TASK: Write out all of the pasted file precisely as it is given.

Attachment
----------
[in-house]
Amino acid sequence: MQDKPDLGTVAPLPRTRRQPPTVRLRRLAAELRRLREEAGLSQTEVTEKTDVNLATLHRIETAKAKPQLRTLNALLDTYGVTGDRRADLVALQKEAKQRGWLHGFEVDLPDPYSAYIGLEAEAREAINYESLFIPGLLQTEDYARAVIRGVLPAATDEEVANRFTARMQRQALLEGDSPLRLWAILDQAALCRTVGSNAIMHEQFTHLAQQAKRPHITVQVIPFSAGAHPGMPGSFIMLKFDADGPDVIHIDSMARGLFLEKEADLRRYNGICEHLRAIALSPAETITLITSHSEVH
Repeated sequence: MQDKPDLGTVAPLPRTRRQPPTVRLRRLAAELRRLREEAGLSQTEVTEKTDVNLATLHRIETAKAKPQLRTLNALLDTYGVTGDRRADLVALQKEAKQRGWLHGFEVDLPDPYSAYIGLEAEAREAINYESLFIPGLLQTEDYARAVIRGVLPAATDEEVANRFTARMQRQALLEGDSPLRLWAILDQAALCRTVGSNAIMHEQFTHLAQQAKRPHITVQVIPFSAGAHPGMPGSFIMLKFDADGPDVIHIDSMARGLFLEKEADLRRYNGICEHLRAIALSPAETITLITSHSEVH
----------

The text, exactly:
[in-house]
Amino acid sequence: MQDKPDLGTVAPLPRTRRQPPTVRLRRLAAELRRLREEAGLSQTEVTEKTDVNLATLHRIETAKAKPQLRTLNALLDTYGVTGDRRADLVALQKEAKQRGWLHGFEVDLPDPYSAYIGLEAEAREAINYESLFIPGLLQTEDYARAVIRGVLPAATDEEVANRFTARMQRQALLEGDSPLRLWAILDQAALCRTVGSNAIMHEQFTHLAQQAKRPHITVQVIPFSAGAHPGMPGSFIMLKFDADGPDVIHIDSMARGLFLEKEADLRRYNGICEHLRAIALSPAETITLITSHSEVH
Repeated sequence: MQDKPDLGTVAPLPRTRRQPPTVRLRRLAAELRRLREEAGLSQTEVTEKTDVNLATLHRIETAKAKPQLRTLNALLDTYGVTGDRRADLVALQKEAKQRGWLHGFEVDLPDPYSAYIGLEAEAREAINYESLFIPGLLQTEDYARAVIRGVLPAATDEEVANRFTARMQRQALLEGDSPLRLWAILDQAALCRTVGSNAIMHEQFTHLAQQAKRPHITVQVIPFSAGAHPGMPGSFIMLKFDADGPDVIHIDSMARGLFLEKEADLRRYNGICEHLRAIALSPAETITLITSHSEVH